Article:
Leading the way toward protecting individual rights and freedom of expression on the Internet, the Brazilian Chamber of Deputies has approved a Bill of Rights, “Marco Civil.”
The landmark legislation now awaits approval by Brazil’s Senate and president to become law.
Marco Civil was first conceived among scholars and online specialists as a movement against another bill proposed by Senator Eduardo Azeredo, who wanted to track transactions by every Internet user and provider. Ronaldo Lemos, a respected Brazilian academic, lawyer and commentator on intellectual property, technology and culture, is credited as a creator of Marco Civil, which focuses on protecting web users’ civil rights, privacy and net neutrality.
The Marco Civil bill’s first draft was written about five years ago through a partnership between the Brazilian Ministry of Justice and the Center for Technology and Society of the Law School at Fundação Getulio Vargas (FGV). It was published online and openly discussed on a website. Anyone could propose changes and the community could see and discuss the details. More than 800 contributions were received.
The second draft was published in 2010, and again discussed in the same format until the bill was ready to be taken to the Legislative Chamber. However, after it was proposed, it took more than three years for the Chamber to vote on it, as it underwent scrutiny.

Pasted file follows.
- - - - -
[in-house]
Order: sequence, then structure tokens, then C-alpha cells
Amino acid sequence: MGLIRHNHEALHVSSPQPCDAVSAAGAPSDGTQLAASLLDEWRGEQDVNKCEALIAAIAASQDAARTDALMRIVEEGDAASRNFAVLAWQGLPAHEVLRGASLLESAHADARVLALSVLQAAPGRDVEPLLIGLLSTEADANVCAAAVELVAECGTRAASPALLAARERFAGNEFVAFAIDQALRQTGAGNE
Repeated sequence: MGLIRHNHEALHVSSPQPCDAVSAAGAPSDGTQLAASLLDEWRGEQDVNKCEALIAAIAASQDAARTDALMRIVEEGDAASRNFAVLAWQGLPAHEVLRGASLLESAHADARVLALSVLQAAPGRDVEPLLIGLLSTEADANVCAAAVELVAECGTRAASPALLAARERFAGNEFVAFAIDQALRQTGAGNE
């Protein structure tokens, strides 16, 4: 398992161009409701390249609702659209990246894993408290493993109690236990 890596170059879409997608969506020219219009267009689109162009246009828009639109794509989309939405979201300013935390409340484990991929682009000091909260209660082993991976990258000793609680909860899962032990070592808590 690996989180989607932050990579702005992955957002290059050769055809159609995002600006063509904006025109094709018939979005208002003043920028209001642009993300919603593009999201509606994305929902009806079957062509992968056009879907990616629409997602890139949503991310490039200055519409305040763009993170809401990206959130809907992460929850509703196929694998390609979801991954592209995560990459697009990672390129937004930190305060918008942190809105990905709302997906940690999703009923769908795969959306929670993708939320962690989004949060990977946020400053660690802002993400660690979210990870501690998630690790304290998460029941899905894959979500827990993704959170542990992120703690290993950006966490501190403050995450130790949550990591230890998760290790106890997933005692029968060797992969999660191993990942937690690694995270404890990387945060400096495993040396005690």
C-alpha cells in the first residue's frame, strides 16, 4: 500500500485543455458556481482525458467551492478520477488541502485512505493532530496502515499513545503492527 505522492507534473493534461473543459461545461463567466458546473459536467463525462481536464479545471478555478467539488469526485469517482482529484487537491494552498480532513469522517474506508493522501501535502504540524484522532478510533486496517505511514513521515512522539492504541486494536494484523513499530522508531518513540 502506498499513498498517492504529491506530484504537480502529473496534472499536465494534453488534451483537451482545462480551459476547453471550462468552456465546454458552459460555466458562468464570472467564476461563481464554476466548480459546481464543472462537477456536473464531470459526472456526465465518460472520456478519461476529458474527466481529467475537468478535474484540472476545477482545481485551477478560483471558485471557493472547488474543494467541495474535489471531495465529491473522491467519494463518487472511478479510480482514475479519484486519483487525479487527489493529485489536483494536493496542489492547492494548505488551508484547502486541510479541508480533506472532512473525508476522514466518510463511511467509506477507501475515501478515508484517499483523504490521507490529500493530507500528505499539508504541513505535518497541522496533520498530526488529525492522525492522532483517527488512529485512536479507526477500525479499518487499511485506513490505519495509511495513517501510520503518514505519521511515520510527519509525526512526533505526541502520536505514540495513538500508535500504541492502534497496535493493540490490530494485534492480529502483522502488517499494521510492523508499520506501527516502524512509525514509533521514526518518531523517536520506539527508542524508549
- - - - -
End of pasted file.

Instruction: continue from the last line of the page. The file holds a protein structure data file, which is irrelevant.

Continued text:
Supporters, including Congressmen, institutions and individuals, however, continually mobilized. An online petition was created and more than 340,000 people signed it. In addition, blogs and websites were created to defend the Marco Civil. Tim Berners-Lee, inventor of the World Wide Web, publicly supported the bill.
When Marco Civil finally was approved by the Chamber of Deputies on March 25, the hashtag #EuQueroMarcoCivil (Portuguese for #IwantMarcoCivil) was leading in Brazilian trending topics on Twitter for several hours. The subject was celebrated by supporters and debated by opponents throughout the day.
Marco Civil, if signed into law, will be a groundbreaking measure, not only because of the way it came about, but also because it will be the first law to address the issue of online freedom and protection of web users. The approved text is very different from the initial draft and still has polemic points. However, considering the possible amendments proposed to change the draft even more, the approved text is positive and still carries the key points: net neutrality, user privacy, multi-stakeholder governance and freedom of expression. Lemos makes an insightful analysis in this post.
Banner image credit: Fernando Stankuns